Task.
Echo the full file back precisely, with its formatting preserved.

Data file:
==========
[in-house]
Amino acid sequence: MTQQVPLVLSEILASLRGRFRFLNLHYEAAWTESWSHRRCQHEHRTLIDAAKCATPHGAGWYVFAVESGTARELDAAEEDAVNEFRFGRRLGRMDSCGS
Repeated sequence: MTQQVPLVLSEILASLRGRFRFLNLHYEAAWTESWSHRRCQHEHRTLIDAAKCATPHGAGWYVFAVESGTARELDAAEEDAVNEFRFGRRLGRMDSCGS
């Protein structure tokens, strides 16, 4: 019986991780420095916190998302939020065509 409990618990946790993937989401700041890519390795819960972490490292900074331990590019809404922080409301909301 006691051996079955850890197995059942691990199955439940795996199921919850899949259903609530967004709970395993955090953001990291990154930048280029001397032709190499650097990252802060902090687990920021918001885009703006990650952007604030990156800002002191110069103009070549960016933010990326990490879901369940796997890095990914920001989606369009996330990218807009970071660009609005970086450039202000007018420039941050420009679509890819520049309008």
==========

[in-house]
Amino acid sequence: MTQQVPLVLSEILASLRGRFRFLNLHYEAAWTESWSHRRCQHEHRTLIDAAKCATPHGAGWYVFAVESGTARELDAAEEDAVNEFRFGRRLGRMDSCGS
Repeated sequence: MTQQVPLVLSEILASLRGRFRFLNLHYEAAWTESWSHRRCQHEHRTLIDAAKCATPHGAGWYVFAVESGTARELDAAEEDAVNEFRFGRRLGRMDSCGS
């Protein structure tokens, strides 16, 4: 019986991780420095916190998302939020065509 409990618990946790993937989401700041890519390795819960972490490292900074331990590019809404922080409301909301 006691051996079955850890197995059942691990199955439940795996199921919850899949259903609530967004709970395993955090953001990291990154930048280029001397032709190499650097990252802060902090687990920021918001885009703006990650952007604030990156800002002191110069103009070549960016933010990326990490879901369940796997890095990914920001989606369009996330990218807009970071660009609005970086450039202000007018420039941050420009679509890819520049309008």